I just watched this and it's pretty good. A bit manipulative in the way that a lot of sob stories are laid at Wal-Mart's door without any original pro Wal-Mart interviews on hand for a riposte, but I have no idea if such were sought out and refused or simply not looked for - and so what? This isn't about offering an even ground so much as levelling a seriously uneven one. In any case there is conference footage and mainstream interview material with their CEO, all with a very positive spin of course, so they are at least represented by their own words.

By contrast there are a lot of employees, former employees, small business-people, community members and social watchdoggers on hand to describe just a disgraceful set of practices. Thankfully there is no Michael Moorish figure to ham it up and blunt the point, and while towards the end it all goes a bit (sorry Beth, JA, RG, etc!) Real-American-Hero, complete with anthemic "Victory" song like some political broadcast (or more accurately, like all the Wal-Mart ads you get treated to en route), you come away with the definite impression that the facts are not being manipulated just in order to abuse something the film-maker hates.

for the film, for the message.
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Old 29th May 2007, 20:55   #9
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Default Re: Wal-Mart: The High Cost of Low Price

Great thread, having just seen it. Wal-Mart in Germany? Wow. I'll agree that the monstrosity that is Wal-Mart does appear to be attempting to make changes to better the lives of their employees. Maybe they are growing a bit of social conscience as well as a result of this and other commentaries. Maybe it's all just smoke and mirrors for image sake. They are cheaper, but many times it's just by a few pennies and just not worth the trouble to shop there unless it's a specialty item that can't be found elsewhere. I shop everywhere but W-M, because I'm afraid that they might end up the only game in town. I'm going to have to watch this. Nou, that American-Hero-bit probably makes me sicker than it does you. No worries.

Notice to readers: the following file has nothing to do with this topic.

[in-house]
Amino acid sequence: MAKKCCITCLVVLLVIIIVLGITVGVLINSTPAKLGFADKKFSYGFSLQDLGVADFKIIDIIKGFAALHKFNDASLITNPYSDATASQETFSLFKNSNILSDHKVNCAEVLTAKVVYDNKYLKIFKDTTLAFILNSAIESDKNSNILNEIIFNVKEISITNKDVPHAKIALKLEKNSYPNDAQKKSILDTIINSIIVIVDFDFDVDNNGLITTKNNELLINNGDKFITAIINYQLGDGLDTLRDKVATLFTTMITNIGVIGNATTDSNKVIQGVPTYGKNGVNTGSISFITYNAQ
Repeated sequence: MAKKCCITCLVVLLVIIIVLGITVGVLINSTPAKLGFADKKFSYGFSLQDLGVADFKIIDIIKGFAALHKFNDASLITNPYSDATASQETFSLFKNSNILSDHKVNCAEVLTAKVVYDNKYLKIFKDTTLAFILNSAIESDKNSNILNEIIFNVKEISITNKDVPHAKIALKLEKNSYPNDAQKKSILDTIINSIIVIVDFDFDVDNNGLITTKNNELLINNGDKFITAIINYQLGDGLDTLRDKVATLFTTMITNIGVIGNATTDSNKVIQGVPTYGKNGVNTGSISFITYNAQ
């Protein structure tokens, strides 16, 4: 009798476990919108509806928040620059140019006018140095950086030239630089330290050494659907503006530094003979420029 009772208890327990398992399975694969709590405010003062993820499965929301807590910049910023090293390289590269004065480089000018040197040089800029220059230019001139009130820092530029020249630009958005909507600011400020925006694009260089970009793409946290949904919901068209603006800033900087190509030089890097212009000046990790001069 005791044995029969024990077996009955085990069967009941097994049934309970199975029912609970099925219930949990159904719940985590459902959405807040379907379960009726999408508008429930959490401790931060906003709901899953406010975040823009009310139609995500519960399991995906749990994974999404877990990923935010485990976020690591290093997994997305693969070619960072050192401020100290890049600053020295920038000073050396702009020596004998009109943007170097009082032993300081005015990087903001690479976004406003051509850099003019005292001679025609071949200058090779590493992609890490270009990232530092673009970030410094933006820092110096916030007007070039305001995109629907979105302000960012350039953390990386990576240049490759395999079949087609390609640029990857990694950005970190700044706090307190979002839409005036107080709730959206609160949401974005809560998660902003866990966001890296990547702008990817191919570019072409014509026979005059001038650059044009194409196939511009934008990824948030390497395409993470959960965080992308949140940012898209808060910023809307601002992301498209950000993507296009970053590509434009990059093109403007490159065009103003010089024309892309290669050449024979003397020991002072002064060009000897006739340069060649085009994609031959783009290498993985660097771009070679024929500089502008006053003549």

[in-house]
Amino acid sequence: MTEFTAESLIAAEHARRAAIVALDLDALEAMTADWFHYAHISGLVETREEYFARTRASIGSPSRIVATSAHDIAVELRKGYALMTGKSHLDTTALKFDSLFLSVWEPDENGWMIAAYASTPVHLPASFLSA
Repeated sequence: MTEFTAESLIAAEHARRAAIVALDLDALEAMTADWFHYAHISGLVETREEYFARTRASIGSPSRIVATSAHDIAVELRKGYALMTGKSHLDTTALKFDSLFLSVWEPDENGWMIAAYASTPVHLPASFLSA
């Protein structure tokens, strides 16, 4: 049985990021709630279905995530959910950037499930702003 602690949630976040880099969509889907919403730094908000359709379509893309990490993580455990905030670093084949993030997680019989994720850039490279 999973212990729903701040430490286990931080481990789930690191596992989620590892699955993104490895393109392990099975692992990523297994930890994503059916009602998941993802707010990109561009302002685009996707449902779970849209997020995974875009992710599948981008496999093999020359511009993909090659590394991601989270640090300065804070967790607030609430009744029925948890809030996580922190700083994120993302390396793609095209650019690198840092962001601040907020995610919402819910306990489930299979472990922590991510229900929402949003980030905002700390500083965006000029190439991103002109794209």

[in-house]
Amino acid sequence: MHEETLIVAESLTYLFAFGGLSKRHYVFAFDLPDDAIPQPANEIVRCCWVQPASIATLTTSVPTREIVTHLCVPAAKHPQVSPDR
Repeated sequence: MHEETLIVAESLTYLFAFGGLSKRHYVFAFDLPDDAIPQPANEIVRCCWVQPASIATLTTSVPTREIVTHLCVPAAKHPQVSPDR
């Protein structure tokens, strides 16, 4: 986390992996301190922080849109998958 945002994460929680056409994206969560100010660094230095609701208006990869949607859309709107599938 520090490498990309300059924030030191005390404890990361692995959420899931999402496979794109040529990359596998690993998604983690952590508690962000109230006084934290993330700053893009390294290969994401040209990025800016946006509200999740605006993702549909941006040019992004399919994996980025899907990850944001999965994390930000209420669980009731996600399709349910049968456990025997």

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Old 29th May 2007, 21:55   #10
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Default Re: Wal-Mart: The High Cost of Low Price

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Heheh Nou, that American-Hero-bit probably makes me sicker than it does you! No worries.
AaaaaaaaaaaiiiiiiiiiiiiiiiiI don't think so. Only joking! In fact I looked at that sentence and wondered if anyone would have the slightest idea what I was going on about...

"No worries"? I think we should have sat you and Kimberley further apart in the pub, young lady.